The Big Picture

Fall Movie Preview

<i>Dr. T and the Women</i>
Dr. T and the Women

Dr. T and the Women

After serving up a sweet Cookie with their well-regarded first collaboration, veteran director Robert Altman and new screenwriter Anne Rapp hope audiences will wash it down with some spiced T. The team's follow-up to their critically acclaimed 1999 sleeper Cookie's Fortune, a humorous and endearing look at life in a small Mississippi town, is Dr. T and the Women, an altogether broader and more farcical tale set among the Dallas elite. Gere is, in the words of Altman, "a pussy-whipped Dallas gynecologist" who's desperately seeking relief from a midlife crisis while simultaneously trying to cope with the impending wedding of his Dallas Cowboy cheerleader daughter (Almost Famous' Kate Hudson); the antics of his estranged -- and increasingly strange -- wife (the occasionally strange Farrah Fawcett); the attentions of a sister-in-law with a champagne jones (Laura Dern) and a deeply devoted nurse (Shelley Long); an intriguing woman he meets on the golf course (Helen Hunt); plus an assortment of colorful, somewhat trying, female patients.

Altman calls it "a movie about chaos," which seems an about-face from the laconic ambling of Cookie's Fortune. That picture took a kind of surety and emotional focus from Rapp's intimate sense of small-town Southern living. Will the strengths she brought to the leisurely existence of little Holly Springs transfer to frenzied Big D? Well, Rapp certainly knows the territory. She's a Lone Star native, reared on a cotton farm near the West Texas town of Estelline (pop. 200) and graduated from Wayland Baptist, where she played basketball. And professionally, she's helped put Texas onscreen, serving as script supervisor for Robert Benton's Nadine and Places in the Heart, David Byrne's True Stories, and the Horton Foote drama Tender Mercies.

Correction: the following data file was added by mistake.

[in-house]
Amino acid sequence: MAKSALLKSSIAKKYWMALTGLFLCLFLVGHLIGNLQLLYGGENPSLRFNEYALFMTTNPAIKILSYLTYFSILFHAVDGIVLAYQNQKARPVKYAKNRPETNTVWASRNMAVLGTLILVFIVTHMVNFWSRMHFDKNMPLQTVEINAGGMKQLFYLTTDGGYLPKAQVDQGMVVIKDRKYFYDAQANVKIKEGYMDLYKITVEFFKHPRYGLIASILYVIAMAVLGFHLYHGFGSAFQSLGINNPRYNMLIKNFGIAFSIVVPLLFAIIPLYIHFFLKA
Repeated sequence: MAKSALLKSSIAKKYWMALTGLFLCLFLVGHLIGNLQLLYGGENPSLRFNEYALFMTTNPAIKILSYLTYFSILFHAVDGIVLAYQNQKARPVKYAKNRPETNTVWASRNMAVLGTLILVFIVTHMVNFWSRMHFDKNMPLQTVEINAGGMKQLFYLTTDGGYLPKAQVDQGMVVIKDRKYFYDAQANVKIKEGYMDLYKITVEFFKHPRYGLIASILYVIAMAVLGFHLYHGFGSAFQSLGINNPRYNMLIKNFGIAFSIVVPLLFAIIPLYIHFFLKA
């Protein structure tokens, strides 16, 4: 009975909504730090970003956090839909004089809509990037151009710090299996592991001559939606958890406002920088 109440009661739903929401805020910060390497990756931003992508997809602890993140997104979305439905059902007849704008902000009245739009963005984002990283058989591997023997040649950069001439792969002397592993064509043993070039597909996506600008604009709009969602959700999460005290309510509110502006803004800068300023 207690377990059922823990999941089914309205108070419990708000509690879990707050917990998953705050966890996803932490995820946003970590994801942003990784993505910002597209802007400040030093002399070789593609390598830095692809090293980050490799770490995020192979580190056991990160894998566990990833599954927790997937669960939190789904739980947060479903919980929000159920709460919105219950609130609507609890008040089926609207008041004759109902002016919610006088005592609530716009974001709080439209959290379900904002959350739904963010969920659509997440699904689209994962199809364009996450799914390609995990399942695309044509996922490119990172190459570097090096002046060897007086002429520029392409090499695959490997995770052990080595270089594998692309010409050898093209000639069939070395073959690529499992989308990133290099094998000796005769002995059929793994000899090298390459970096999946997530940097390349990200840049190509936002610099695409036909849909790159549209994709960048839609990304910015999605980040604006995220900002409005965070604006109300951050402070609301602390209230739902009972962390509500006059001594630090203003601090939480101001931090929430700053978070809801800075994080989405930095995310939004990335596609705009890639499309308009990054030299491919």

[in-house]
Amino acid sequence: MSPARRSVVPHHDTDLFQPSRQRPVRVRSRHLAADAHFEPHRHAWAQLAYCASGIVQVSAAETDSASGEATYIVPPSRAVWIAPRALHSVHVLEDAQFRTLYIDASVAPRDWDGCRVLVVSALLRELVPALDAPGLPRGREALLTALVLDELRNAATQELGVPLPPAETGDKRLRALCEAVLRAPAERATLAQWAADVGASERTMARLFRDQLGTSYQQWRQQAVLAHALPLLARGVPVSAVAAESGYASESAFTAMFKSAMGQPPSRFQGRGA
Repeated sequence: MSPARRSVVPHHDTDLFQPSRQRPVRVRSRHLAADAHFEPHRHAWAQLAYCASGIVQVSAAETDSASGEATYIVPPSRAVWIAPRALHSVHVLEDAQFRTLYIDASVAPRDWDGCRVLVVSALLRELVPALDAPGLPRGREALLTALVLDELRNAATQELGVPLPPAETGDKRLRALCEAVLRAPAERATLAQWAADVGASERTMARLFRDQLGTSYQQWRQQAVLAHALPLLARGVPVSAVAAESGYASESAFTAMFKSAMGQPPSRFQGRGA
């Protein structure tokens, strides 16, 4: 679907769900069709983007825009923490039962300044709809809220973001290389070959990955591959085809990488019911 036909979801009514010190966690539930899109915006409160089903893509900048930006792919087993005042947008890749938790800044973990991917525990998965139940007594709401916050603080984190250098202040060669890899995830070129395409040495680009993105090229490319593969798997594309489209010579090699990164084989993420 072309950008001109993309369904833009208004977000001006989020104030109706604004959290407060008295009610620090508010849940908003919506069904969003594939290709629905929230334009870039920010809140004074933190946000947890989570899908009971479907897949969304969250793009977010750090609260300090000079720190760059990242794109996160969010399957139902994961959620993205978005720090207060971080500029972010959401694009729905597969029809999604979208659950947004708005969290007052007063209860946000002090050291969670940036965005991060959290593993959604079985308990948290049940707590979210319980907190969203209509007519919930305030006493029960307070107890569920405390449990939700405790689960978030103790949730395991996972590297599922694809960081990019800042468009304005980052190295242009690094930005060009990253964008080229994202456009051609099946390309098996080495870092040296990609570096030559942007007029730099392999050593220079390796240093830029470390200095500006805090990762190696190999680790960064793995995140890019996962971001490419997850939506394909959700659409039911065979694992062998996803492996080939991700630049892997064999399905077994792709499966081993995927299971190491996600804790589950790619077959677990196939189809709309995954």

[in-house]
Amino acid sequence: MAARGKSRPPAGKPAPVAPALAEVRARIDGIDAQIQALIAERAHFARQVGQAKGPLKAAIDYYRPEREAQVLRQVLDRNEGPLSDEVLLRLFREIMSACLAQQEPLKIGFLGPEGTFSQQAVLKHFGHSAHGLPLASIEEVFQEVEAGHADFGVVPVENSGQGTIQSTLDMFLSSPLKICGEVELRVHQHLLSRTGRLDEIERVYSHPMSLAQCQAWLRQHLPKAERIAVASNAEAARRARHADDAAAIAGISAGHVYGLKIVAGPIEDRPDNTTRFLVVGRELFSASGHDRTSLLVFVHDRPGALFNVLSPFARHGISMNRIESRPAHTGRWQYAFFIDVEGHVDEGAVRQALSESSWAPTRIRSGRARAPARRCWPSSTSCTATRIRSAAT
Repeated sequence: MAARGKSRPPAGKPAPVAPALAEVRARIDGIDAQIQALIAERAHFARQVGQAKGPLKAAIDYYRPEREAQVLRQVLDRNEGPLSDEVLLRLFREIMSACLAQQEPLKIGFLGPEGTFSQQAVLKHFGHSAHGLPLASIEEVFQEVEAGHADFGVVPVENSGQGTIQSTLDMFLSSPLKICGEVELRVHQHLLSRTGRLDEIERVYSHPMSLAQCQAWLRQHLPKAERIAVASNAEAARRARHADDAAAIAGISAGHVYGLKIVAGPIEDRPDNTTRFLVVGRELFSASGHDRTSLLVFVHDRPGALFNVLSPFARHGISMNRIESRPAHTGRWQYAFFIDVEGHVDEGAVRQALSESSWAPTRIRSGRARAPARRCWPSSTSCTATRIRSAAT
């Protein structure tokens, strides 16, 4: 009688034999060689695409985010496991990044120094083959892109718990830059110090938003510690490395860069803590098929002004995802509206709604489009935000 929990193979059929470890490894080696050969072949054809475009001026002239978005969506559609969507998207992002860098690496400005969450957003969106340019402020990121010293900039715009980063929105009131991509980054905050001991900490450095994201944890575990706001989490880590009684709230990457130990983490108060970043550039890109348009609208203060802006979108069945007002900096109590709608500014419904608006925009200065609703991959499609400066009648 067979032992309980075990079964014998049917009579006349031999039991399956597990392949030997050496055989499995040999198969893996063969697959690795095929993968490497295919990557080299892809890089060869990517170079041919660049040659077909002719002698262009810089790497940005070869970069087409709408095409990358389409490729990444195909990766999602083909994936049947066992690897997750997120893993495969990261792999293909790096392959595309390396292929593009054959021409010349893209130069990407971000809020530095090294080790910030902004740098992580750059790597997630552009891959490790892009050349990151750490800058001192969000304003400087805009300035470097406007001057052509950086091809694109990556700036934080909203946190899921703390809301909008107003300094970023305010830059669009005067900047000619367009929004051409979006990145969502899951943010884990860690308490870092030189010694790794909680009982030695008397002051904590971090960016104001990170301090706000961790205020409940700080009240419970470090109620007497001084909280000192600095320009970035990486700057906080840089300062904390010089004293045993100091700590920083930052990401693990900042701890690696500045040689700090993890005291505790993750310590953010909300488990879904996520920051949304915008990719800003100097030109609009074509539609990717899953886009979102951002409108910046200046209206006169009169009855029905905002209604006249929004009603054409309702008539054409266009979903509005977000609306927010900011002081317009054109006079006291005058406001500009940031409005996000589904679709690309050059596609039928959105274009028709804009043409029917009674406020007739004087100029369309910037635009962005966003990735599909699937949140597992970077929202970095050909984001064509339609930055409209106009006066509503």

From on-set reports, the three months on location in Dallas sound like a vintage Altman shoot, with plenty of parties, wild incidents, and acerbic comments from the director. "That was absolutely adequate!" Altman reportedly told Helen Hunt after a swimming scene. And he supposedly welcomed Shelley Long to the set with a comment to the effect of, "I heard you were a real pill to work with on Cheers." In what might have been an uncharacteristically generous gesture for Altman, he arranged for a closed set to shoot Farrah Fawcett dancing in the nude. But according to a published item in The Dallas Morning News, the 53-year-old actress was "outraged" she wouldn't have a crowd watching. "I am proud of what I have got and I need an audience," she is said to have told him. And she got one. (The News also reported that Altman spent two nights filming Fawcett "skinny-dipping" in the Dillard's fountain at the NorthPark shopping mall without mall management's knowledge.)

Early buzz has preview audiences considering the movie a little far-fetched. Altman has conceded that "it might feel a little over the top,

but it's not such a stretch from real life." That, however, is as far as he'll go in qualifying the quality of his latest picture. "There's not a false move in it," he's been quoted as saying. "Dr. T is as good as I can do. If someone doesn't like Dr. T, all I can say is that I can't do any better. Everything came together on this picture. It just all worked." (Oct. 13)

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